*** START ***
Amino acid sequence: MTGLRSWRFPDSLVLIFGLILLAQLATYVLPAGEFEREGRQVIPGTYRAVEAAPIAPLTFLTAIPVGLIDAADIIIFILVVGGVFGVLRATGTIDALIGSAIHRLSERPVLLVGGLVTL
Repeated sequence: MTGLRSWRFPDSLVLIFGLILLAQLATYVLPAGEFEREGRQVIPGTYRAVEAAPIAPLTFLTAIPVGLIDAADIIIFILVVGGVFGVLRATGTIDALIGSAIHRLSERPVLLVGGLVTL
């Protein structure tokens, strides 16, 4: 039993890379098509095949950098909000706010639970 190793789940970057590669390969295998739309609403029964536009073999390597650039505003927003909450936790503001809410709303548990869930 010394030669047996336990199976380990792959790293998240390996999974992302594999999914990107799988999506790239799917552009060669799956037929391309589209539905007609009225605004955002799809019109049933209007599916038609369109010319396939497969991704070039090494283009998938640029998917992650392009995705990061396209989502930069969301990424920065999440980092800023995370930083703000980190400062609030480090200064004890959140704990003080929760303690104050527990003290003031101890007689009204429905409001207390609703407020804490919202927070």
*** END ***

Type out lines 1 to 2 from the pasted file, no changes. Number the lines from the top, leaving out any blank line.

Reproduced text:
Amino acid sequence: MTGLRSWRFPDSLVLIFGLILLAQLATYVLPAGEFEREGRQVIPGTYRAVEAAPIAPLTFLTAIPVGLIDAADIIIFILVVGGVFGVLRATGTIDALIGSAIHRLSERPVLLVGGLVTL
Repeated sequence: MTGLRSWRFPDSLVLIFGLILLAQLATYVLPAGEFEREGRQVIPGTYRAVEAAPIAPLTFLTAIPVGLIDAADIIIFILVVGGVFGVLRATGTIDALIGSAIHRLSERPVLLVGGLVTL